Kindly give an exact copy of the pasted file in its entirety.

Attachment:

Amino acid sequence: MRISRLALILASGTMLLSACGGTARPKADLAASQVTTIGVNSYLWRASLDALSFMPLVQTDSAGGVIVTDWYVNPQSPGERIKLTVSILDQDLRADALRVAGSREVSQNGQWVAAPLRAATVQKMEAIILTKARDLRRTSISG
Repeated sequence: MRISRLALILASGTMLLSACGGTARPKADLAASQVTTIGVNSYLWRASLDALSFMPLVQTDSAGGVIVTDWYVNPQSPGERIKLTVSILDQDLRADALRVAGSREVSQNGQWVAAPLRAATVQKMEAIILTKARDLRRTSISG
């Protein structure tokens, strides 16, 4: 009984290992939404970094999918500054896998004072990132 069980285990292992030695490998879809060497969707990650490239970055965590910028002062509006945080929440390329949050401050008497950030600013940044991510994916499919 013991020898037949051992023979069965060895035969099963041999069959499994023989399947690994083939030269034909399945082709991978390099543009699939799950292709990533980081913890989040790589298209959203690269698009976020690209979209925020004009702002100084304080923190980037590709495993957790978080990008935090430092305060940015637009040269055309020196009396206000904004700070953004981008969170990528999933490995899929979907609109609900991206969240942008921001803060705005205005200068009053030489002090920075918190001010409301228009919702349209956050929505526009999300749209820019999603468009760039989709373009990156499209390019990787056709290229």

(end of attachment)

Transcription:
Amino acid sequence: MRISRLALILASGTMLLSACGGTARPKADLAASQVTTIGVNSYLWRASLDALSFMPLVQTDSAGGVIVTDWYVNPQSPGERIKLTVSILDQDLRADALRVAGSREVSQNGQWVAAPLRAATVQKMEAIILTKARDLRRTSISG
Repeated sequence: MRISRLALILASGTMLLSACGGTARPKADLAASQVTTIGVNSYLWRASLDALSFMPLVQTDSAGGVIVTDWYVNPQSPGERIKLTVSILDQDLRADALRVAGSREVSQNGQWVAAPLRAATVQKMEAIILTKARDLRRTSISG
């Protein structure tokens, strides 16, 4: 009984290992939404970094999918500054896998004072990132 069980285990292992030695490998879809060497969707990650490239970055965590910028002062509006945080929440390329949050401050008497950030600013940044991510994916499919 013991020898037949051992023979069965060895035969099963041999069959499994023989399947690994083939030269034909399945082709991978390099543009699939799950292709990533980081913890989040790589298209959203690269698009976020690209979209925020004009702002100084304080923190980037590709495993957790978080990008935090430092305060940015637009040269055309020196009396206000904004700070953004981008969170990528999933490995899929979907609109609900991206969240942008921001803060705005205005200068009053030489002090920075918190001010409301228009919702349209956050929505526009999300749209820019999603468009760039989709373009990156499209390019990787056709290229």